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  • Open Access

A comparison of methods for automated motion correction of DCE-MRI perfusion datasets evaluated in terms of diagnostic accuracy: a CE-MARC sub-study

  • 2,
  • 4,
  • 1, 3,
  • 3,
  • 3 and
  • 2
Journal of Cardiovascular Magnetic Resonance201416 (Suppl 1) :P206

https://doi.org/10.1186/1532-429X-16-S1-P206

  • Published:

Keywords

  • Myocardial Blood Flow
  • Motion Correction
  • Myocardial Perfusion Reserve
  • Translation Correction
  • Basal Slice

Background

Automated mage registration in cardiac myocardial perfusion is a necessity before quantitative perfusion can be widely accepted in clinical practice. Increasingly complex motion correction algorithms are being developed to deal with cardiac motion. However, the impact of these improvements has not been evaluated in terms of the final clinical diagnosis. Advanced motion correction methods are associated with increased computational overhead and the potential of introducing subtle registration errors, which can be hard to detect and quantify. The aim of this study was to compare the performance of the various automated correction methods in terms of their impact on diagnostic accuracy.

Methods

This was a retrospective sub-study using data from the CE-MARC trial (Greenwood et al., Lancet, 2012). A 50-patient sample was selected such that the distribution of risk factors and disease status within the sample was representative of the full CE-MARC cohort. Three strategies for motion correction with the mutual information image similarity metric were used: 1) independent translation correction for all slices, 2) translation correction for the basal slice with transform propagation to the remaining two slices, assuming identical motion for these slices, 3) rigid correction (translation and rotation) for the basal slice with transform propagation as in (2) and 4) deformable correction in all slices. Contours depicting the myocardium and a region within the left blood pool were drawn on the dynamic frame exhibiting the best visual contrast on the three slices. These contours were propagated to the remaining frames (and slices) of the dataset using each motion correction strategy. Quantitative myocardial blood flow (MBF) estimates were obtained using Fermi-constrained deconvolution and myocardial perfusion reserve (MPR) indices were calculated from the ratio of stress to rest MBF estimates. The presence of myocardial ischaemia was assessed using the consensus diagnosis of invasive, quantitative X-ray angiography and myocardial Single Photon Computed Tomography (SPECT) imaging. Receiver Operator Characteristic (ROC) curves were generated for each motion correction strategy (Figure 1). A DeLong, DeLong, Clarke-Pearson comparison was used to test for statistically significant differences in the area under the curve (AUC) values of each strategy in comparison to the MPR indices for the manually corrected series.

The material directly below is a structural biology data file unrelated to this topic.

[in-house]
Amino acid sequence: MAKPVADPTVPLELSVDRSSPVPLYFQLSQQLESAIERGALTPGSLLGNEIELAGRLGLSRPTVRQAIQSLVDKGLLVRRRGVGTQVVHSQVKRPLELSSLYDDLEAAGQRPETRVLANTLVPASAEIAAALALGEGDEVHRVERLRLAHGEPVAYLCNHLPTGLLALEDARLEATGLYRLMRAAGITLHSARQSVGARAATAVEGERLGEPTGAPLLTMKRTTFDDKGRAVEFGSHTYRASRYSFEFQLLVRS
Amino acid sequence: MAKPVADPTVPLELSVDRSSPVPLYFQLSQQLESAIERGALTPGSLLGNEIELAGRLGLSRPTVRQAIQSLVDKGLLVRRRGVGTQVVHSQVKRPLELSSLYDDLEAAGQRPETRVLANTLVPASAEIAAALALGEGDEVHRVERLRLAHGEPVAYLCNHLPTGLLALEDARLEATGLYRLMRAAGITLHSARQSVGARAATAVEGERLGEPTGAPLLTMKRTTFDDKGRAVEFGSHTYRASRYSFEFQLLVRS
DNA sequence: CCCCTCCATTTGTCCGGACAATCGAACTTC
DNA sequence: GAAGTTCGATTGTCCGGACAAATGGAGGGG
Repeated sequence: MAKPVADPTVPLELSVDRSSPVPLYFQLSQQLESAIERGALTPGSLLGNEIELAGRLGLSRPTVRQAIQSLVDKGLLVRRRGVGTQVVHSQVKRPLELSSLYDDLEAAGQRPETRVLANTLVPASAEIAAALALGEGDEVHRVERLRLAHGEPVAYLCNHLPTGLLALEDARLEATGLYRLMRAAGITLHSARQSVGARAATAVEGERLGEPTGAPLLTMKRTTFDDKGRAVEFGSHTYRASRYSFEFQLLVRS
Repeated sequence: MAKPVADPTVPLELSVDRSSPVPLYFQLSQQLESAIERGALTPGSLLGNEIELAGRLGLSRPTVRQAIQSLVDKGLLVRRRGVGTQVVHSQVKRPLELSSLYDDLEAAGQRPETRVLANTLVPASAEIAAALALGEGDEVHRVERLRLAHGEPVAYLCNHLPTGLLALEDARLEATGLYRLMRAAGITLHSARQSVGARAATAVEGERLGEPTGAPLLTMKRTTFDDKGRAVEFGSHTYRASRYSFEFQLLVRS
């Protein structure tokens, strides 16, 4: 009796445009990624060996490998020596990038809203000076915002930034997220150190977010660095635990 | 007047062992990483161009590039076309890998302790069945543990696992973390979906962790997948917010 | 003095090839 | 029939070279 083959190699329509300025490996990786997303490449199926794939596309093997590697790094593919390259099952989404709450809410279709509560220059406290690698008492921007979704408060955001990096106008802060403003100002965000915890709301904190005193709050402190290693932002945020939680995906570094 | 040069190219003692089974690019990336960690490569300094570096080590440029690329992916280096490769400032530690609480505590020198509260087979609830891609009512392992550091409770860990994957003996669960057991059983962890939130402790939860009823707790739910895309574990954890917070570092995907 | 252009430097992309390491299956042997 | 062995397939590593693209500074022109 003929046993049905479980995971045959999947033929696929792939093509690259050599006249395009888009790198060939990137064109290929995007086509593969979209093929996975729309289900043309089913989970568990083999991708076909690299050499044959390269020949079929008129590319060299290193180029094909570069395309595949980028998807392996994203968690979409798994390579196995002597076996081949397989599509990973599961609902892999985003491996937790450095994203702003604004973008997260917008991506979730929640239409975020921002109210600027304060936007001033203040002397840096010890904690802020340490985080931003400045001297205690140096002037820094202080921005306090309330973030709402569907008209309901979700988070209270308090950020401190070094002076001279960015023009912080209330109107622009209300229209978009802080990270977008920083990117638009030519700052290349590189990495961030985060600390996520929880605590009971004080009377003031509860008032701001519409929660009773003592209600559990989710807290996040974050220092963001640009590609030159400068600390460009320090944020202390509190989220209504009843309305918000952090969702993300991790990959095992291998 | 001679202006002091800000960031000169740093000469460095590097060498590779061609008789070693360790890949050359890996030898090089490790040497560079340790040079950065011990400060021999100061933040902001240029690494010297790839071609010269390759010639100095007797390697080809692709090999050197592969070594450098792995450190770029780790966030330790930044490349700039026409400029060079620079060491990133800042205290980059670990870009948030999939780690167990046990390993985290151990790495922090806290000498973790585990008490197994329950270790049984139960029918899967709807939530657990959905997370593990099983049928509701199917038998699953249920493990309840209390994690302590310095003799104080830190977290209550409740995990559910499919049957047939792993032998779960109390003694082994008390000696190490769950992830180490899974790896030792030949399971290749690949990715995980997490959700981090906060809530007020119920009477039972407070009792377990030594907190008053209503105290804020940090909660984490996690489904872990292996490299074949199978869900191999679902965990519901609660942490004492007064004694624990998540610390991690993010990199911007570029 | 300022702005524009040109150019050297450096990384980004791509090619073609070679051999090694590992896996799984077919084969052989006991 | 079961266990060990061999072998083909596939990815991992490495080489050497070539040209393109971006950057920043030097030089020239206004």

Figure 1
Figure 1

ROC curves generated for all four methods of motion correction.

Results

There were no significant differences between the diagnostic accuracy of the four automatic correction strategies (Table 1).
Table 1

AUC and p values comparing automated motion correction and manual motion correction (AUC = 0.93) for all four methods.

Translation (All slices)

Translation (Basal slice)

Rigid (Basal slice)

Deformable (All slices)

0.89 (p = 0.41)

0.92 (p = 0.88)

0.93 (p = 1.00)

0.92 (p = 0.91)

Conclusions

We have shown that the simplest automated motion correction method (method 2 with translation transform for basal location and subsequent transform propagation) provides a diagnostic accuracy equivalent to the progressively more complex methods of motion correction.

Funding

This work was funded by the Top Achiever Doctoral scholarship awarded by the Tertiary Education Commission of New Zealand.

Authors’ Affiliations

(1)
Division of Medical Physics, University of Leeds, Leeds, UK
(2)
School of Computing, University of Leeds, Leeds, UK
(3)
MCRC & LIGHT, University of Leeds, Leeds, UK
(4)
Institute of Cardiovascular and Medical Sciences, BHF Glasgow Cardiovascular Centre, University of Glasgow, Leeds, UK

Copyright

© Zakkaroff et al.; licensee BioMed Central Ltd. 2014

This article is published under license to BioMed Central Ltd. This is an Open Access article distributed under the terms of the Creative Commons Attribution License (http://creativecommons.org/licenses/by/2.0), which permits unrestricted use, distribution, and reproduction in any medium, provided the original work is properly cited. The Creative Commons Public Domain Dedication waiver (http://creativecommons.org/publicdomain/zero/1.0/) applies to the data made available in this article, unless otherwise stated.

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